Choosing the Right Allergy Medication
Jun 29, 2018
With hundreds of allergy medications available for purchase, it's no surprise that many consumers are confused when they try to choose the right medication for their allergies.
Common allergy medications include antihistamines, decongestants, combination products and corticosteroids. But which medication is right for you? Some are available over the counter, while some require a prescription. We'll take a closer look at each type of allergy medication below.
These medications work by blocking histamines in your body, which in turn decreases allergy symptoms like runny nose, sneezing and itchy eyes. Antihistamines are available in pill, liquid, nasal spray and eye drop forms.
Examples of antihistamines include Zyrtec (cetirizine), Benadryl (diphenhydramine), Zaditor (ketotifen) eye drops and Astelin (azelastine) nasal spray. Antihistamines may cause drowsiness. Although some antihistamines cause more drowsiness than others, you shouldn't drive or operate heavy machinery until you know how your medication will affect you.
Decongestants work by shrinking swollen nasal tissues and blood vessels, which helps relieve congestion (a stuffy nose). These medications are available in pill, liquid, nasal spray and eye drop forms.
Examples of decongestants include Sudafed (pseudoephedrine), phenylephrine and Afrin (oxymetazoline) nasal spray. This class of medications also includes Visine (tetryzoline) eye drops. These eye drops help to relieve itchy, watery eyes.
Decongestants can cause insomnia, increased blood pressure and restricted urinary flow. These medications are not safe to use if you have high blood pressure, glaucoma or trouble urinating due to an enlarged prostate gland. Talk to your doctor before taking a decongestant if you have heart disease, thyroid disease or diabetes.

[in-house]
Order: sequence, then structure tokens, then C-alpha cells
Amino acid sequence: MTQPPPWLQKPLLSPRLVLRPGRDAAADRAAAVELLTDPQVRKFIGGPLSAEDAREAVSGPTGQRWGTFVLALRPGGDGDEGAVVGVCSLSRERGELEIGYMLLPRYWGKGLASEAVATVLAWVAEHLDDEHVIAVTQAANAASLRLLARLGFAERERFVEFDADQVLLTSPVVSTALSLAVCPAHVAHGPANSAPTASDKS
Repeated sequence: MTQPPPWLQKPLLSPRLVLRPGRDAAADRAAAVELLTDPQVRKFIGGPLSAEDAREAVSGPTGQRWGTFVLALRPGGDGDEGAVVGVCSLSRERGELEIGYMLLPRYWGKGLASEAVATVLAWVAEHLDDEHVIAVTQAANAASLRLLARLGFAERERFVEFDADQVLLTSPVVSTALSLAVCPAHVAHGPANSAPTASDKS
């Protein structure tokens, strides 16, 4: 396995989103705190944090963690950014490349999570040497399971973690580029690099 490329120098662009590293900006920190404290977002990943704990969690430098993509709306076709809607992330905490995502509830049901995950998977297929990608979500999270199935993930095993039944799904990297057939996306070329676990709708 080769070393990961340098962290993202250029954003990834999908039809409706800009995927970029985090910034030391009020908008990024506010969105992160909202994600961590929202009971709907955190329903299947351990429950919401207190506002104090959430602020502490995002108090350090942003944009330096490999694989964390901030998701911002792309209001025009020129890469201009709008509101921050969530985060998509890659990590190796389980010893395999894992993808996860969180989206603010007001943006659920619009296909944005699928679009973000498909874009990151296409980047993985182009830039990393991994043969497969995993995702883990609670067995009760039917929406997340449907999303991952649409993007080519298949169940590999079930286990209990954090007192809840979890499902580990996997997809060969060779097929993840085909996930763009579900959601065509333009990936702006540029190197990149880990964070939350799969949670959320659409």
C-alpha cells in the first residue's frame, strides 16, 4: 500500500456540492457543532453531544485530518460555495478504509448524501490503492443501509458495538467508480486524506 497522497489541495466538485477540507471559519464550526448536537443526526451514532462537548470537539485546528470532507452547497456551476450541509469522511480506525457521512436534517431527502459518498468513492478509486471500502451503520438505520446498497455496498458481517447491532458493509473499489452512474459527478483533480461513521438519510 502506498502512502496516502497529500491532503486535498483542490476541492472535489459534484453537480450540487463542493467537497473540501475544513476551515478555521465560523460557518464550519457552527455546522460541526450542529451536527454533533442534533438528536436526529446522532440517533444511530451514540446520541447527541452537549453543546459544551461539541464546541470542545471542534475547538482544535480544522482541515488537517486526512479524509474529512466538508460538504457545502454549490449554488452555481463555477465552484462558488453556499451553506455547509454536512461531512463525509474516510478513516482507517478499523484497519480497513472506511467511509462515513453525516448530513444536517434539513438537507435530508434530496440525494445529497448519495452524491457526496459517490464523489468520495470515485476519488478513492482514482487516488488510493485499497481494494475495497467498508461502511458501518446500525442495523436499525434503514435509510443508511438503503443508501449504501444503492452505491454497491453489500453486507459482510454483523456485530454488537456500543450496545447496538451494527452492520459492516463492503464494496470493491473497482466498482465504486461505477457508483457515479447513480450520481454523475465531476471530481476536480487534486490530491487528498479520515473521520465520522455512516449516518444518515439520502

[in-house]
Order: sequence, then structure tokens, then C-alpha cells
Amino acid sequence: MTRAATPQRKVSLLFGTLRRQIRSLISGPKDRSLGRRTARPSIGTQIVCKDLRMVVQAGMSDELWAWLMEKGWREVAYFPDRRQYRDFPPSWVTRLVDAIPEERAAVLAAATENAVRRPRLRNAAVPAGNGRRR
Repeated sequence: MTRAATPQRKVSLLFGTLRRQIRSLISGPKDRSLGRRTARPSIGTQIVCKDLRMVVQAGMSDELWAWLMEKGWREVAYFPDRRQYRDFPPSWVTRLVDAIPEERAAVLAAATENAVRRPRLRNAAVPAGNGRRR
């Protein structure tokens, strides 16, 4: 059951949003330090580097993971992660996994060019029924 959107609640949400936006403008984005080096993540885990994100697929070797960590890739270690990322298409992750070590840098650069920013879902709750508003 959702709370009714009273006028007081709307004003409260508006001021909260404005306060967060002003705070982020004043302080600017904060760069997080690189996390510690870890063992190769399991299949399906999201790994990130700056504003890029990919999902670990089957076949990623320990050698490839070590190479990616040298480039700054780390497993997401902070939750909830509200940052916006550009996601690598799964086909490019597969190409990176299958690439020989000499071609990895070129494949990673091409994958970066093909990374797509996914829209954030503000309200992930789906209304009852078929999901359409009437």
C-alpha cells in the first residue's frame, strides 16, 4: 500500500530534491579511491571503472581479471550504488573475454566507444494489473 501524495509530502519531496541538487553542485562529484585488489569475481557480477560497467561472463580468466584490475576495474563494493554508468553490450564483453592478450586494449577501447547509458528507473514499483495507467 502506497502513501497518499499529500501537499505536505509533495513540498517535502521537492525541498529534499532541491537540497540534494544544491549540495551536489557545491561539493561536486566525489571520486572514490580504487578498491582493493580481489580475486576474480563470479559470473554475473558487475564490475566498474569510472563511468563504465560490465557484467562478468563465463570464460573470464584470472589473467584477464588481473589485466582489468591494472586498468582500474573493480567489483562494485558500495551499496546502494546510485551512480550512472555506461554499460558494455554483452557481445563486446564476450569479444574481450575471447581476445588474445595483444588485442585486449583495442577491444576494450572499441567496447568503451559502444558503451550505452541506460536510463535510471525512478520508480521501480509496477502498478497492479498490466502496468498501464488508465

These medications combine an antihistamine with a decongestant and work by relieving multiple allergy symptoms. They come in pill form. Examples include Allegra-D (fexofenadine and pseudoephedrine) and Zyrtec-D (cetirizine and pseudoephedrine).
Combination allergy products can cause side effects similar to the original antihistamine and decongestant products.
These medications work by decreasing inflammation in the nose. Nasal corticosteroids can relieve nasal stuffiness, sneezing and runny nose related to allergies. They come in nasal spray form.
Examples include Flonase (fluticasone) nasal spray and Nasonex (mometasone) nasal spray. If you have or had glaucoma or cataracts, be sure to ask a health care provider before use.
Available as allergy shots, pills and oral drops, this type of treatment involves increasing doses of allergens, which results in an antibody response. This response is meant to lower your sensitivity and increase your tolerance to allergens.
If you can't take many of the above medications because of certain health conditions, consider alternative options to help manage your allergies. Saline nasal spray is a great option to flush your sinuses. Drinking plenty of fluids — especially water — and getting rest are also important steps to relieving congestion caused by allergies.
Do not start a new allergy medication without first talking to your local pharmacist. Always tell your health care provider about all of your medications and health conditions before starting any new drug. Not all medications are safe for everyone, and some may interact with other drugs you're taking.